Another way to make your picture book appealing is to make it a great read aloud. After all, that’s how picture books are used in story times, grade school classrooms, and as bed time stories with adult readers sharing these books aloud with a young audience. The more fun it is to read aloud, the more likely young readers and adults are to share it again and again, a fact which makes your work very appealing to editors.
Lisa Wheeler could have written a straight-up prose piece on mammoths. Instead, she applied her lively use of language to create the rhyming nonfiction, Mammoths on the Move. “Big and bulky, huge and hulky, wide and woolly mammoths!” This fun word play brings her readers back again and again.
Another way to play with rhythm and rhyme is to pattern your piece after a folk song. Donna M. Bateman did this with her books Out on the Prairie and Deep in the Swamp, duplicating the rhythm and rhyme-pattern of the folk song “Over in the Meadow.” Although her books teach young readers about the flora and fauna of the tall grass prairie and the swamp, the text is rhythmic and fun and altogether appealing.
Writer beware! Rhyme is hard to do well. The rhythm must be spot on, word order cannot be forced, and words must rhyme true. Near rhyme simply won’t do. You are competing with writers like Wheeler and Bateman who write rhyme extremely well. Your text has to sing to compete.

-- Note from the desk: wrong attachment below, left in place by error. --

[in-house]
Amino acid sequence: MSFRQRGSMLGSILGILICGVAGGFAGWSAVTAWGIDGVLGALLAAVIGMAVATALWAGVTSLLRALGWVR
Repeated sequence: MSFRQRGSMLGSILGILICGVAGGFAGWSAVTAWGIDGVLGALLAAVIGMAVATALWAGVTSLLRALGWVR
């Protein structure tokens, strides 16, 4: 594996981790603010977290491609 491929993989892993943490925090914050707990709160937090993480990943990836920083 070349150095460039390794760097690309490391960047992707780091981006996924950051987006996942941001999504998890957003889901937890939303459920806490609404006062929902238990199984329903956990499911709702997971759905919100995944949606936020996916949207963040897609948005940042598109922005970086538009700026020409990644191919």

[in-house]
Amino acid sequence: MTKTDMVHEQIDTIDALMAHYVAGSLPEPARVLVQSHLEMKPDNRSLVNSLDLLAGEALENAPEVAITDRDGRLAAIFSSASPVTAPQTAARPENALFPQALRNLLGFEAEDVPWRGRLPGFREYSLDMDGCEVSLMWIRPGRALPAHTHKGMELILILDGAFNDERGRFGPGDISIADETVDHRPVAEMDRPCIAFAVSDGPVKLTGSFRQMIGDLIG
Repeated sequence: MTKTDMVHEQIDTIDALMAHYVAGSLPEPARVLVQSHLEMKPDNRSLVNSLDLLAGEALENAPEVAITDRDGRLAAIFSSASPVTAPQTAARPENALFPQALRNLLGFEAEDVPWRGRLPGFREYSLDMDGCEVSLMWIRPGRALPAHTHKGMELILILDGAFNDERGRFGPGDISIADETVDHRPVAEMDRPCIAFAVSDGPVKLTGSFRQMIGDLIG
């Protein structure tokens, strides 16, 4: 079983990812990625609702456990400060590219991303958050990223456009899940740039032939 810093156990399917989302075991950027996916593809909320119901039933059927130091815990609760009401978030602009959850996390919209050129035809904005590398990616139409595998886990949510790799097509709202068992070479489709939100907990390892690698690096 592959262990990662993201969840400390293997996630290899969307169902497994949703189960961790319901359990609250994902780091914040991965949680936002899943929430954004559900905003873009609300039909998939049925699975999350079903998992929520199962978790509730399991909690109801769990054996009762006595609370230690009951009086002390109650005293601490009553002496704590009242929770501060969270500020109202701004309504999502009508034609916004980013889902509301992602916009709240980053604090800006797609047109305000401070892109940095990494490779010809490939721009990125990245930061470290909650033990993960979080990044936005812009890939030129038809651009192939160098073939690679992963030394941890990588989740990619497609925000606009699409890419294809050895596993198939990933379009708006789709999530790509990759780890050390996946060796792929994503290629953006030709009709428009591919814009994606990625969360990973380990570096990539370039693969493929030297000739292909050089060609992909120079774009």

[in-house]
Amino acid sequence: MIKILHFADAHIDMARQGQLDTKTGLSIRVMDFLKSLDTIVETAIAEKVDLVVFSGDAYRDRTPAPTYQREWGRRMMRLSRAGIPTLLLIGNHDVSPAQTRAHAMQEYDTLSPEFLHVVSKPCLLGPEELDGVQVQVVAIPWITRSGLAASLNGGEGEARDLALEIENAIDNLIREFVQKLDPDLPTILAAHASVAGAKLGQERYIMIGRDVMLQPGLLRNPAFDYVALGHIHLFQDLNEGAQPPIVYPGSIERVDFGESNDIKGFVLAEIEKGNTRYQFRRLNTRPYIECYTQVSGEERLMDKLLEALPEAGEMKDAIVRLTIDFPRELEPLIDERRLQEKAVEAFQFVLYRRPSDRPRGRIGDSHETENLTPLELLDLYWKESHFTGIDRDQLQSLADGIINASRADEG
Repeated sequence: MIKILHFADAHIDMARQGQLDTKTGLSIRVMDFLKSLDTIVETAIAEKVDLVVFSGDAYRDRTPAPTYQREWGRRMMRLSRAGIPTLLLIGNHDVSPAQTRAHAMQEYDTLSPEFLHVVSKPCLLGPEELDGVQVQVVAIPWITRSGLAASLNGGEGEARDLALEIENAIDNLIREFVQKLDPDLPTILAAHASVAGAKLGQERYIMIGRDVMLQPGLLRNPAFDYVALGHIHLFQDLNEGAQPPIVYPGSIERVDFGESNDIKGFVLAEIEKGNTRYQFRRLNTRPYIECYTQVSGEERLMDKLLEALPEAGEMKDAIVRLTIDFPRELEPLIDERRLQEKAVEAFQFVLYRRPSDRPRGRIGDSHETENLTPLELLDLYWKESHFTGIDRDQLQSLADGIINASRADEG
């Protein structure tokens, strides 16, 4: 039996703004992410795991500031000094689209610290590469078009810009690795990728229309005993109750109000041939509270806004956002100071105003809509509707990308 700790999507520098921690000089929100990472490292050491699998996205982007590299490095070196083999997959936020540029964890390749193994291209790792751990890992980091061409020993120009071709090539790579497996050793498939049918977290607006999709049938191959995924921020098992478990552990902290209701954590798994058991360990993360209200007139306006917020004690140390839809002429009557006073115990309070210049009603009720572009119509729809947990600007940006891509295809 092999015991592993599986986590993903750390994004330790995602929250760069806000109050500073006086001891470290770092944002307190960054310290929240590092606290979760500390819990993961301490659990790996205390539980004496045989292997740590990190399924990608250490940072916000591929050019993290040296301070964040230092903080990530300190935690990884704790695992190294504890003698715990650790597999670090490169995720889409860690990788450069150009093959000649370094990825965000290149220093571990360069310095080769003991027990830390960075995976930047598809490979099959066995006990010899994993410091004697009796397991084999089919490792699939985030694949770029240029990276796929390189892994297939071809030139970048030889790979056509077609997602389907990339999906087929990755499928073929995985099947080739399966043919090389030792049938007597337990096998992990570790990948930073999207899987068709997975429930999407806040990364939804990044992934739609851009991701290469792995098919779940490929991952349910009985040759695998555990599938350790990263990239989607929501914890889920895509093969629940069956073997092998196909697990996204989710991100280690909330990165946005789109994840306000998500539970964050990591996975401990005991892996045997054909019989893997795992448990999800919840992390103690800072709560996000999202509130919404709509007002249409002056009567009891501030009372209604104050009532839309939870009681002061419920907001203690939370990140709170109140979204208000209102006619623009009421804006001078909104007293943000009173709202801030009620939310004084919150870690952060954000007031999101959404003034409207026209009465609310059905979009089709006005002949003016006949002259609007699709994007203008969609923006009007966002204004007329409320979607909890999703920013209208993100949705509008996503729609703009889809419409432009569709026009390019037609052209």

If you can’t write in rhyme, you can still create fun word play. Use onomatopoeia, or sound words, for crash bang good times. Or you can create consonant alliteration by using several words in a row that begin with the same consonant or consonant pair. A chorus repeated throughout the story is another great way to hook younger readers. All of these methods and more come into read aloud play.
The Secret Handshake
Another way to hook your reader is to let him in on a secret. This works especially well for sneaky, stealthy subjects. Couple inside information with a feeling of tension and near disaster and your readers, who know something that the people in the book do not, will keep turning the pages as disaster looms ever nearer.
In his novel-length Bomb: The Race to Build – and Steal – the World’s Most Dangerous Weapon, author Steve Sheinkin tells readers about the early atomic arms race. The topic is worthy of James Bond and the execution is no less gripping. Sheinkin uses narrative to build suspenseful scenes that pull the reader into a high-stakes adventure that combines dangerous scientific discovery with cloak-and-dagger heroics.